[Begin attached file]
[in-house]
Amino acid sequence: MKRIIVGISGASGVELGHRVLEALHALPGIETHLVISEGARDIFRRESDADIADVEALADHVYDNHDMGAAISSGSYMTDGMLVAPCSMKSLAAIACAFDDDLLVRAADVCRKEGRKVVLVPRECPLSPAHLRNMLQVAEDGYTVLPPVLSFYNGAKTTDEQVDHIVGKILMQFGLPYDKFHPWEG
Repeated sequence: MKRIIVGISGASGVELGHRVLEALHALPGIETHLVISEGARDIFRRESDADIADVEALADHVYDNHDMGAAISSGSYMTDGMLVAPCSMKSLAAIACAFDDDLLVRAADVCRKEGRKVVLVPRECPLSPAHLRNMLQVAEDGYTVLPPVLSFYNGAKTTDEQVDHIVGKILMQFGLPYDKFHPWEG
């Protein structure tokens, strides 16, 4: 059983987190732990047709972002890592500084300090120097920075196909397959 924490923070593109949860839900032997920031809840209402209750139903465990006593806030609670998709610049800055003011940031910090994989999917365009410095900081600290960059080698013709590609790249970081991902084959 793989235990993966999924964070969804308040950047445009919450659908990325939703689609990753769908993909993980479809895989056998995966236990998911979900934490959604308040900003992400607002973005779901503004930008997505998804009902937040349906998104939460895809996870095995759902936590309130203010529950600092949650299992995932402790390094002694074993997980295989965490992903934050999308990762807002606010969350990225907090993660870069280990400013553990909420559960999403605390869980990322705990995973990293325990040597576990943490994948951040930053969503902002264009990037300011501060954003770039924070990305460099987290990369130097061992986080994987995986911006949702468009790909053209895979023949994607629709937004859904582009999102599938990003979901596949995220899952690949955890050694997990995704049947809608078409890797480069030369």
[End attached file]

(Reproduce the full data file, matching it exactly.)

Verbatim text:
[in-house]
Amino acid sequence: MKRIIVGISGASGVELGHRVLEALHALPGIETHLVISEGARDIFRRESDADIADVEALADHVYDNHDMGAAISSGSYMTDGMLVAPCSMKSLAAIACAFDDDLLVRAADVCRKEGRKVVLVPRECPLSPAHLRNMLQVAEDGYTVLPPVLSFYNGAKTTDEQVDHIVGKILMQFGLPYDKFHPWEG
Repeated sequence: MKRIIVGISGASGVELGHRVLEALHALPGIETHLVISEGARDIFRRESDADIADVEALADHVYDNHDMGAAISSGSYMTDGMLVAPCSMKSLAAIACAFDDDLLVRAADVCRKEGRKVVLVPRECPLSPAHLRNMLQVAEDGYTVLPPVLSFYNGAKTTDEQVDHIVGKILMQFGLPYDKFHPWEG
């Protein structure tokens, strides 16, 4: 059983987190732990047709972002890592500084300090120097920075196909397959 924490923070593109949860839900032997920031809840209402209750139903465990006593806030609670998709610049800055003011940031910090994989999917365009410095900081600290960059080698013709590609790249970081991902084959 793989235990993966999924964070969804308040950047445009919450659908990325939703689609990753769908993909993980479809895989056998995966236990998911979900934490959604308040900003992400607002973005779901503004930008997505998804009902937040349906998104939460895809996870095995759902936590309130203010529950600092949650299992995932402790390094002694074993997980295989965490992903934050999308990762807002606010969350990225907090993660870069280990400013553990909420559960999403605390869980990322705990995973990293325990040597576990943490994948951040930053969503902002264009990037300011501060954003770039924070990305460099987290990369130097061992986080994987995986911006949702468009790909053209895979023949994607629709937004859904582009999102599938990003979901596949995220899952690949955890050694997990995704049947809608078409890797480069030369």